Spending the day out on the water can be a great experience, especially when you make sure there’s no environmental mess floating behind you. With just a few simple steps, you can help make sure your boating adventures are safe, clean and environmentally sound.
Heading out onto the water can come with responsibilities. To make sure you’re not trailing trash and chemicals in your wake, start by actively taking care of your watercraft and your garbage.
No matter how inconvenient, a responsible boater never tosses anything into the water that didn’t come from it. Boats 40-feet long and larger are required to have a written waste management plan describing the collecting and processing of garbage, according to the United States Coast Guard. While it may not be required on your boat, developing a plan for your boat could be helpful. Discharging garbage into U.S. waterways is illegal and you could face fines if you’re caught. Federal law requires that all boats with an installed toilet have a Marine Sanitation Device, which either treats or holds sewage. If you use a portable on-board toilet, never dump its contents in the water. Take it back to shore and empty it at a dumping station.
Many boat-cleaning products’ ingredients include chlorine, phosphates and ammonia. These chemicals can be harmful to aquatic life, so consider rinsing your boat with fresh water after each use to lessen the need for cleansers. Another option is cleaning your craft with more environmentally friendly ingredients, including vinegar, baking soda, lemon juice, and good old elbow grease. Also, cleaners that run off into waterways can have a negative impact on marine life. To help minimize the impact of boat cleaning, boatus.org provides these suggestions:
Keeping your boat free of invasive species is an important way to maintain the environmental health of lakes and rivers. Just a few simple steps can help ensure that your boat doesn’t transport invasive species from one body of water to another. The National Oceanic and Atmospheric Administration (NOAA) offers these tips:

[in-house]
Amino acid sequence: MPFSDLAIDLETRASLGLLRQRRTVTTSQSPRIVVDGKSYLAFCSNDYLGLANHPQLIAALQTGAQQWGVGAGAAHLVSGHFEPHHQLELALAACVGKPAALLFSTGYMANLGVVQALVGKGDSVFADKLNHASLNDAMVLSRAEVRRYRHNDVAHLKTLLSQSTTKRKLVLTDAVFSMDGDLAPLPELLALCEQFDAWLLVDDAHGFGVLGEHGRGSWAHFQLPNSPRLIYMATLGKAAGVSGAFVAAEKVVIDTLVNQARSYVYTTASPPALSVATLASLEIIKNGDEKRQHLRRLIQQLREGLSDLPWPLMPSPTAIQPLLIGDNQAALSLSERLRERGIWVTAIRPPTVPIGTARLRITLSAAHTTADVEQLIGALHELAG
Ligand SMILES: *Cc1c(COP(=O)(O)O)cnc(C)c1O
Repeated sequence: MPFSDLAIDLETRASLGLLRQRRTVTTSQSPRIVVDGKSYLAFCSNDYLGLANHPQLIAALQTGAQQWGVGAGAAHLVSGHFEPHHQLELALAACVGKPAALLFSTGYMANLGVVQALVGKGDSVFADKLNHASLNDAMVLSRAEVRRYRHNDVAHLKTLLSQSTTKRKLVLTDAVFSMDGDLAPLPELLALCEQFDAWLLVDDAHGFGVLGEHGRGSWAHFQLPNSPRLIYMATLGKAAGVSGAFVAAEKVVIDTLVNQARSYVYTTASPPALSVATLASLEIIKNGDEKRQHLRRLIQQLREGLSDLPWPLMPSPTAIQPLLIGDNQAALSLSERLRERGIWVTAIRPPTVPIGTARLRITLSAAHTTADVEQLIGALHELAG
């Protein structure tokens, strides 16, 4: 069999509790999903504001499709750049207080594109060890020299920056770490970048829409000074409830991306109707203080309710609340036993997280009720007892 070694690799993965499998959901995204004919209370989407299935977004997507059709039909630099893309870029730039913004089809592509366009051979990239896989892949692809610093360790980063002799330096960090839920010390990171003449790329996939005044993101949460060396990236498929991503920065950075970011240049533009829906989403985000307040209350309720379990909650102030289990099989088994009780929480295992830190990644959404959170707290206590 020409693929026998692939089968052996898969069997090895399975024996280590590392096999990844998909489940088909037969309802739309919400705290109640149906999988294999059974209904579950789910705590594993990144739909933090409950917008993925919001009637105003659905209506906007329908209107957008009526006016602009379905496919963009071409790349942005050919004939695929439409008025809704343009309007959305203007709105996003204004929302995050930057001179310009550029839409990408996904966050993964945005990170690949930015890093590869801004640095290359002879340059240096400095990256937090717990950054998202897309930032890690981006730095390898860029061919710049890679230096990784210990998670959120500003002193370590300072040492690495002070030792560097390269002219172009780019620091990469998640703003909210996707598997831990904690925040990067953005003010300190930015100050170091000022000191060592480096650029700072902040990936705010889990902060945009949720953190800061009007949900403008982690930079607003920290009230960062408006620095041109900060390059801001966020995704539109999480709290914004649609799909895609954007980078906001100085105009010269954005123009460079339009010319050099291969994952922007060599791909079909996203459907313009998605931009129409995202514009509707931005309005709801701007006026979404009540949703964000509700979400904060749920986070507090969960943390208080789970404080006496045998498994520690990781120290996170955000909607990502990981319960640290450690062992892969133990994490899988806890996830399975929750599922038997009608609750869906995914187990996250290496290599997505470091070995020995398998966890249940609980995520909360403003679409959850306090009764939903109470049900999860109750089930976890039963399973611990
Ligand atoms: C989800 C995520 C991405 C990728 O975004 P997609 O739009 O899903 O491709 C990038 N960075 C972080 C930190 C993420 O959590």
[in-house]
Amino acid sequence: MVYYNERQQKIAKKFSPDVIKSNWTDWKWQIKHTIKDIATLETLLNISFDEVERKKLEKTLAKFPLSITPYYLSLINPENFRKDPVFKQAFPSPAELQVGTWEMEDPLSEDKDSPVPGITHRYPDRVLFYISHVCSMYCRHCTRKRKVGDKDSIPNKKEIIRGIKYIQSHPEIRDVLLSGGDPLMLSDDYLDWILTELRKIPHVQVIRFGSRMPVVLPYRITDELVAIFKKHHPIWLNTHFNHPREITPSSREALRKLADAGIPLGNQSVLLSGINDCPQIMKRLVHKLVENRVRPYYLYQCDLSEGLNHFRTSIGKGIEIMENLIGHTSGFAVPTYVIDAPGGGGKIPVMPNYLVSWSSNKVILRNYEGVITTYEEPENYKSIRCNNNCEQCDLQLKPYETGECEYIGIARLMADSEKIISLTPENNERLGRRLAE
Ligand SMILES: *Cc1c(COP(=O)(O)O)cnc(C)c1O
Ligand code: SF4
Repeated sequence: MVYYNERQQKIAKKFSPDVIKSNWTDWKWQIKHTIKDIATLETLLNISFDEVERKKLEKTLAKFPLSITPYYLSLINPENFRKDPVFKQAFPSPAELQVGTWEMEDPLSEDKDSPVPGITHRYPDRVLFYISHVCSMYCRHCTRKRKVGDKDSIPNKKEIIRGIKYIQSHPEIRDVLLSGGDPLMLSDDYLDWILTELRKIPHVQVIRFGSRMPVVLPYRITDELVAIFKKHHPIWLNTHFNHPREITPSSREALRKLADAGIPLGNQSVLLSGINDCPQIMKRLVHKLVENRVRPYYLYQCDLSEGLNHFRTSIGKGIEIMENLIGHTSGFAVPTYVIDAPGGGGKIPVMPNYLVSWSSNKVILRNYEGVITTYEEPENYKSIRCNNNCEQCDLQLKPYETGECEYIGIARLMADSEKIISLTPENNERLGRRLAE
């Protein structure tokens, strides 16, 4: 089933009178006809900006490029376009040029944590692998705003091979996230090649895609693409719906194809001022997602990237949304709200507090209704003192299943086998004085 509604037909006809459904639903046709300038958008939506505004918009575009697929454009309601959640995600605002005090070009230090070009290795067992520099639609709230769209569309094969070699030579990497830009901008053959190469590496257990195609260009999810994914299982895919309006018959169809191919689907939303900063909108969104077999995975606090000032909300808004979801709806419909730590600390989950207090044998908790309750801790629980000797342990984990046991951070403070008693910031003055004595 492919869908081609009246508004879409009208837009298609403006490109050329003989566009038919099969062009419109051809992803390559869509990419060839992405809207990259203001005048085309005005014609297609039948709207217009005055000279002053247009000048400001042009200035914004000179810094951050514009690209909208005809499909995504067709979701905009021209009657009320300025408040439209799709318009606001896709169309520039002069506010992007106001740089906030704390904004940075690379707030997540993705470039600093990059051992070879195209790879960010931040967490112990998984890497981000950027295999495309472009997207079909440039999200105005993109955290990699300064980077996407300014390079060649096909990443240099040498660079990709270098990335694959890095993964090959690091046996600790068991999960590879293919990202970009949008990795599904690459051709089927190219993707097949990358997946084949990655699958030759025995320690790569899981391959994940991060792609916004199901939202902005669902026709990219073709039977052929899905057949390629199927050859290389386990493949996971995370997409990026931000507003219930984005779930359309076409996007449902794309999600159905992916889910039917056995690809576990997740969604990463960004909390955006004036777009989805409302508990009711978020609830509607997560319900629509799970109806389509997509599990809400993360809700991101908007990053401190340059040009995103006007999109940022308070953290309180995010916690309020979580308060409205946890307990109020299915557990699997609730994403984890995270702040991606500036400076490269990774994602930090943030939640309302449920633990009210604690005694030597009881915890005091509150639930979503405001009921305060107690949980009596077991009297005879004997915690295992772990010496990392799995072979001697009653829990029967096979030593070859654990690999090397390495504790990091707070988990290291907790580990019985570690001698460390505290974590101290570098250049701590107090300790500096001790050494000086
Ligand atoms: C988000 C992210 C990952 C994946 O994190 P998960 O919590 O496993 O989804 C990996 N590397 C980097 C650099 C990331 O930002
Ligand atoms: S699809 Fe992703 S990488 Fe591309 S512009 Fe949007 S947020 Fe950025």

You can recycle a lot more than just your empty aluminum cans. Check with your marina to see if it offers collection of used oil for recycling. Some marinas may help you recycle your used oil, oil filters, antifreeze and batteries. If your marina does not offer a used oil collection service, check with your local automobile repair shop or look on earth911.org for a collection site near you, says boatus.org.
When you fuel up, take care not to overfill your tank. Gas expands as it gets warm, and excess fuel may escape into the water through the vent line. Boatus.org suggests you fill your tank to no more than 90 percent capacity.
If you do overfill your tank, wipe up the spill—never hose it into the water. If a large spill ends up in the water or if the spill discolors the water, you must report it to the National Response Center at 1-800-424-8802 or to the U.S. Coast Guard on VHF channel 16.